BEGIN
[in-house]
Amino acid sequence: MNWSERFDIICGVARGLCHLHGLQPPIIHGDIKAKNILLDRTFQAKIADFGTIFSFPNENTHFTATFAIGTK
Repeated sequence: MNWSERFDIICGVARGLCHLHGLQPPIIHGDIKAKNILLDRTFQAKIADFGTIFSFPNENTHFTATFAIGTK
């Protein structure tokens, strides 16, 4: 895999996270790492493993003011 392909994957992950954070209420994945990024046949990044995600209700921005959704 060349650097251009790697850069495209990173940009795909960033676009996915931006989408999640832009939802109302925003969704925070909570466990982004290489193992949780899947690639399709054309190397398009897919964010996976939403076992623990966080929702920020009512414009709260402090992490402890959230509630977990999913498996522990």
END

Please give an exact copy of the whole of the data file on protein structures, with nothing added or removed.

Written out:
[in-house]
Amino acid sequence: MNWSERFDIICGVARGLCHLHGLQPPIIHGDIKAKNILLDRTFQAKIADFGTIFSFPNENTHFTATFAIGTK
Repeated sequence: MNWSERFDIICGVARGLCHLHGLQPPIIHGDIKAKNILLDRTFQAKIADFGTIFSFPNENTHFTATFAIGTK
């Protein structure tokens, strides 16, 4: 895999996270790492493993003011 392909994957992950954070209420994945990024046949990044995600209700921005959704 060349650097251009790697850069495209990173940009795909960033676009996915931006989408999640832009939802109302925003969704925070909570466990982004290489193992949780899947690639399709054309190397398009897919964010996976939403076992623990966080929702920020009512414009709260402090992490402890959230509630977990999913498996522990």